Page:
Friday, June 13, 2014

Will the Supreme Court Do What the FDA Won't? Legitimize Food Labels.

POM Wonderful, LLC the maker of POM pomegranate juice has been trying to sue Coca Cola for false advertising because its Minute Maid drink called Pomegranate Blueberry Flavored Blend of 5 juices (really that is the name) only contains a trace amount of pomegranate and blueberry juice, in fact less than 1%.   POM Wonderful sells juice blends and 100% juices; it sells 100% blueberry POM and 100% pomegranate POM, and a pomegranate blueberry blend.  The label for the blend clearly notes that it is 85% pomegranate and 15% blueberry.  Thus, the company wants to sue because they believe that Coca Cola is -by way of their label - drawing customers away from the POM blend. There is nothing on the Pomegranate Blueberry Flavored Blend of 5 juices label that indicates how much of the blend is pomegranate and how much is blueberry, but clearly most of it is something else.  I think POM has a fair point.

You can see the court brief here.  The concern about the law suit is whether its the FDA that is supposed to do something - is Coca Cola breaking any label laws under their jurisdiction (no) - because if so, then the private company cannot, or if it isn't the FDA's responsibility then can a private company sue another under the Lanham Act even if this seems like an FDA related labeling issue.  The decision by the US Supreme Court, which is being talked about a lot today, was that POM Wonderful can go ahead and sue Coca Cola.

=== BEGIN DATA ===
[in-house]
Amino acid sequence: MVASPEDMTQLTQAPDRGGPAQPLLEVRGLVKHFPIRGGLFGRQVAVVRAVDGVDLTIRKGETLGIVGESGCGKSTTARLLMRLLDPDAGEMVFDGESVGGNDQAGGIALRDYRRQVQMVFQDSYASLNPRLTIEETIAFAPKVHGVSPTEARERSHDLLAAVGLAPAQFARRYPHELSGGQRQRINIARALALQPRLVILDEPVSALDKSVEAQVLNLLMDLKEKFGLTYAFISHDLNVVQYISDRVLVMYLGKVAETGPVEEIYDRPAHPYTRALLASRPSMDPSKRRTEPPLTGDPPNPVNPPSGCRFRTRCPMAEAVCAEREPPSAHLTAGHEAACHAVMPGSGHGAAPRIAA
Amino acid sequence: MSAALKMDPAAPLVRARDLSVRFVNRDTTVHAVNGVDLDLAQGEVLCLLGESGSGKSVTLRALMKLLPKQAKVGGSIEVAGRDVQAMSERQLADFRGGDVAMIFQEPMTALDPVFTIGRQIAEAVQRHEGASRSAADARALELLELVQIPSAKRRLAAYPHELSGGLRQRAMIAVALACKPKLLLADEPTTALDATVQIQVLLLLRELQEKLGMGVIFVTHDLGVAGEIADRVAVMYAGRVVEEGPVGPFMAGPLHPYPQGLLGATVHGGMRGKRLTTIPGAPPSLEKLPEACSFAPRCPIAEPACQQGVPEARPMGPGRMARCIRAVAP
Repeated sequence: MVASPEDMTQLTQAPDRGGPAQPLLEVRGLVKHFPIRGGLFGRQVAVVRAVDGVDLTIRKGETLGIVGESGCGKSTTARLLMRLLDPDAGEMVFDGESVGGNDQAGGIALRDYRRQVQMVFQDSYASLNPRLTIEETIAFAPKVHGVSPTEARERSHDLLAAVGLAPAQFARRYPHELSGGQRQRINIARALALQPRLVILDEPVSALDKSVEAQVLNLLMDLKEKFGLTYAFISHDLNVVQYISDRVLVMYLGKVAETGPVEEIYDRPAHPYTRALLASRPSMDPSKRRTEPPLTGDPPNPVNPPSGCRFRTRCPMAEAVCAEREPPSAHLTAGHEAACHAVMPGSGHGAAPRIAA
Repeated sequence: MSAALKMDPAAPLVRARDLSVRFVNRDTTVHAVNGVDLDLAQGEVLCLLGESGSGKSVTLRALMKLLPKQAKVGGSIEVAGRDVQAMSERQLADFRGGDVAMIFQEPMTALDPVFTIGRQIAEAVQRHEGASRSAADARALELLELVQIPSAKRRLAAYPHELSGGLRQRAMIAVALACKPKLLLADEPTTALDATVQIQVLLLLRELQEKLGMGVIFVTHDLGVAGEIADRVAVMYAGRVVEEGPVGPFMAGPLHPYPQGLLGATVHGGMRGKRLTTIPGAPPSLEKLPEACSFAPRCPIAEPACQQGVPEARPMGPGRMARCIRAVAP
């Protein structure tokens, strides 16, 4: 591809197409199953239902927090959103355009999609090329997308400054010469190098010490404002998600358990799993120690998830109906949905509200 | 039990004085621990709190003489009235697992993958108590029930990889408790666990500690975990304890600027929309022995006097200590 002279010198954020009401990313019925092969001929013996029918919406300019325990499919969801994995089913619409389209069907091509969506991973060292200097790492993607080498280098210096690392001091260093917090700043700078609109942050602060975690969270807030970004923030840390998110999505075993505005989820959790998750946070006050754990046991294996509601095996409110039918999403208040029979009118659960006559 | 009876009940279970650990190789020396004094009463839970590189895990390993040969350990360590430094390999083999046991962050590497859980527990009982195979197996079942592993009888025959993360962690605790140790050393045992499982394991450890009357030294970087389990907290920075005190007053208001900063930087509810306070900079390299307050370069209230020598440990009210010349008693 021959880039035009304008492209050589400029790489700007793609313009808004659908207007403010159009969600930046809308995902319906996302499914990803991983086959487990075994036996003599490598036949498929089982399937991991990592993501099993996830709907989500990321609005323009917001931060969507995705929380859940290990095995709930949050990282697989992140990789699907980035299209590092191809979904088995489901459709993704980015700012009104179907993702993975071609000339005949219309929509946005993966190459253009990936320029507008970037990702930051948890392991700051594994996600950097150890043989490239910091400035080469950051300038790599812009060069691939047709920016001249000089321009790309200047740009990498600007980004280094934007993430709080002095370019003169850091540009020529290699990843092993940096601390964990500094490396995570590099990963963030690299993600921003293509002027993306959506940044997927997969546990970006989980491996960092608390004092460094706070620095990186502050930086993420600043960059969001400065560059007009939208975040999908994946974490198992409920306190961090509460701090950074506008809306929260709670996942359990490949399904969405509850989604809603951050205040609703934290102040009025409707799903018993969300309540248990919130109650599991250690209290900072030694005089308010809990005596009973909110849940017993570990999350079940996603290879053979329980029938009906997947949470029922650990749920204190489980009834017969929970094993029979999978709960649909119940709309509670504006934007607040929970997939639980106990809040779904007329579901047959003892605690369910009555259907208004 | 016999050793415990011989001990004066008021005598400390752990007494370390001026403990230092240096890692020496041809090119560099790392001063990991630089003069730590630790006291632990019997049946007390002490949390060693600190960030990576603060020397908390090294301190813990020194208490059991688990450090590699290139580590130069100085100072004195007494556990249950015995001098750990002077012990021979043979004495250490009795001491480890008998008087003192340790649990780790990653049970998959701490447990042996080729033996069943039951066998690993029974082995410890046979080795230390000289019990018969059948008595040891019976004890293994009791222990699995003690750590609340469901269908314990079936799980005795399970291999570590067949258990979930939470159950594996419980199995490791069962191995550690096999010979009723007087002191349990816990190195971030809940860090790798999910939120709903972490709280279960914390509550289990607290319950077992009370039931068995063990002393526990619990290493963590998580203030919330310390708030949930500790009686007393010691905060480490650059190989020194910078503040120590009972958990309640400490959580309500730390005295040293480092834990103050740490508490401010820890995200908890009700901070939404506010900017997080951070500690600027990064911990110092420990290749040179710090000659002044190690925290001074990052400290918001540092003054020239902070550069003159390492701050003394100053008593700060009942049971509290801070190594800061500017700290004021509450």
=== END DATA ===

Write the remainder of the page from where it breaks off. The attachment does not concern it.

I think that is good.

I understand also that POM has an FTC labeling issue to contend with - a 'false' health claim - and that same issue is likely to hit Coca Cola whose juice drink label purports "brain nourishment".

Some public health advocates, consumer activists and business attorneys consider the courts decision to be a potential game changer.  Me, too.  I have bemoaned the, capricious at best, actions of the FDA on food labeling for years.  Two examples are 1) The FDA is not moving forward with restaurant menu labeling which was passed 4 years ago and 2) they are not putting any teeth into definitions for food labels, such as All Natural.  That is why I see this as a game changer.  If companies or activist organizations like CSPI can sue over label issues - false, misleading, opaque - then companies in their cross hairs will CHANGE.  I imagine that big businesses have the resources and motivations necessary to go after their competitors, and I expect that consumers want to be told the truth.  There is a huge difference between 85% pomegranate juice and 0.3% pomegranate juice.

Now, lest you think I have had a change of heart about juice, I assure you I have not.  Many of the juices sold by Coca Cola/Minute Maid are only 25% juice and contain calorically dense high fructose corn syrup; but even 100% juice is high in calories and light on fiber/substance.  Though I am 100% in favor of FRUIT and 0% in favor of fruit juices, I am 110% in favor of truth in labeling.

No comments: